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L’Amour Fou (2010) is directed by Pierre Thoretton and it is playing at the Tribeca Film Festival today, Thursday, April 28th at 2:30pm, and tomorrow, Friday, April 29th at 9:45pm.
When fashion impresario Yves Saint Laurent was once asked to name his favorite poet, he paused for a moment, smiled and spoke Pierre Bergé’s name in a soft tone. This “poet” was the designer’s devoted companion for over fifty years. He was also the #2 that ran the logistics of the Yves St. Laurent Couture House from day one in 1961 until its final bow in 2002. But it was probably his knack for finding the right word at the right time that enabled both their business and romance to last.
L’Amour Fou, a film documenting Bergé and Saint Laurent’s art collection as well as their relationship, is carried by Bergé’s silver tongue and poetic talent for storytelling. For most of the film, he reminisces about his deceased lover as footage of their various homes stuffed with art and faded photos of bygone eras rolls. Other friends chime in during shorter conversations, but his presence is the most magnetic. At its weakest points, the interviews and voice-over montages make the movie feel like an extended 60 Minutes segment. But at its strongest moments, usually when the camera lingers and allows Bergé’s stories to unfold uninterrupted, the viewer is filled with that precious excitement of sitting at a bar on a slow night listening to an old man’s riveting stories.
From their earliest days, the couple shared a profound relationship with beauty and adventurously sought out fascinating things to look at. As Bergé recounts, the pair was once driving through Paris and Saint Laurent suddenly screamed stop, brought their car to a halt, and jumped out to buy some art deco vases that had caught his eye from a store window. They purchased a home in Morocco and would cruise in their car for hours just to admire the rich reds and yellows of the surrounding hills.
Their art collection was an accumulation of objects that, like the vases, they suddenly fell in love with. Bergé spoke of their art collection as a serious of memorable encounters and chance discoveries, and he enjoyed how it took them many years to build it up. There are plenty of slow tracking shots through sumptuous interiors that linger on the pair’s collections. The pace might lag for New Yorkers who tweet at the speed of light, but the point is to pause, breathe and enjoy the hodgepodge.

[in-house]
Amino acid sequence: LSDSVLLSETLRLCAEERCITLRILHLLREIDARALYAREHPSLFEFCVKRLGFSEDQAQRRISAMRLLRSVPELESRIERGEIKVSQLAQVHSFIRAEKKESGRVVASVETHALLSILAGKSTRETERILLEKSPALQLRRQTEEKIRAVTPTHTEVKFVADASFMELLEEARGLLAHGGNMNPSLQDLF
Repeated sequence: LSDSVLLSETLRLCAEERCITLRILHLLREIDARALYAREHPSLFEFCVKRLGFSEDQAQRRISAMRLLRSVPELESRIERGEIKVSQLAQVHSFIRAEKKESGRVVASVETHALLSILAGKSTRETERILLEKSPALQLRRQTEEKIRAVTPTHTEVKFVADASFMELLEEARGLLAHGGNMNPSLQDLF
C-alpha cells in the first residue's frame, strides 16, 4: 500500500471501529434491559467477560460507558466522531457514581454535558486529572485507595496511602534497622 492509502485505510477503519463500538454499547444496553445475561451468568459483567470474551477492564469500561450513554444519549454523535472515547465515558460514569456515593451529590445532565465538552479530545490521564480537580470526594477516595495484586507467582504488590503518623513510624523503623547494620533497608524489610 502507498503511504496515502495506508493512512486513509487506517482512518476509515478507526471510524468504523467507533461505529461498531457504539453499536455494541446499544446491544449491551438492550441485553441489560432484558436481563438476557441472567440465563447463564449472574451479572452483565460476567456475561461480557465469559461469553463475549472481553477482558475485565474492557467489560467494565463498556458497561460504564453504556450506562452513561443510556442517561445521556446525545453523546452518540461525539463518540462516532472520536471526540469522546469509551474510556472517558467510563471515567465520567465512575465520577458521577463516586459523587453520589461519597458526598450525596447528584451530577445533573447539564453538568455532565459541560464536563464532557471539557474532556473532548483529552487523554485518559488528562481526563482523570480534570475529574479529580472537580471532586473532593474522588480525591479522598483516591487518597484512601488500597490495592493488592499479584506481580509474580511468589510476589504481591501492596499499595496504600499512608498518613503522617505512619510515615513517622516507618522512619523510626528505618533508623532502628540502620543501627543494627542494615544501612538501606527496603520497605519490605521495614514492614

But despite their shared admiration for art, beauty played very different roles in the internal lives and psychological outlooks of these two men.
For Yves Saint Laurent, beauty was an escape valve. He was a shy man, disliked socializing, and did not light up in front of cameras. Bonding with friends over macabre commiseration and dark observations, his view of the world was jaded and jaundiced. He sought to escape into other worlds with more ravishing colors, more entrancing forms. Despite his introverted nature, his friends talked about how he paradoxically loved getting doped up and going out to disco clubs because of their sublime visuals and wild abandon of reality. Each of the art works in his collection appealed to the designer as a moment of escape.
For Pierre Bergé, beauty was the result of fastidious work. He was the man who made the trains run on time and managed all the business operations. Whereas Saint Laurent avoided social situations and preferred a few precious friends, Bergé valued social relationships as a huge game that he could masterfully win. For him, affording art was a sweet reward for all this bitterly hard work. He speaks of how when Yves Saint Laurent’s Mondrian clothing line hit in the 60s, they never imagined that one day it would be possible for them to own a Mondrian painting. These objects were his trophies, so he did not hesitate to liquidate them in an auction and seize on a lucrative marketing opportunity. (His name was featured prominently next to Christie’s in all branded materials.)
The clash of values between Yves Saint Laurent and Pierre Bergé energized their love and work. It made for a romance that was crazy yet long-lasting and powerful. Their different spheres are similar to the divide between “creative/editorial” and “business/development” in most artistic enterprises. And the fights between these two mentalities will always rage on. Nevertheless, this couple wisely understood and tenderly embraced that they needed each other to succeed.
L’Amour Fou (2010) is directed by Pierre Thoretton. As part of the Tribeca Film Festival, it will screen on Thursday, April 28th at 2:30pm as well as on Friday, April 29th at 9:45pm.
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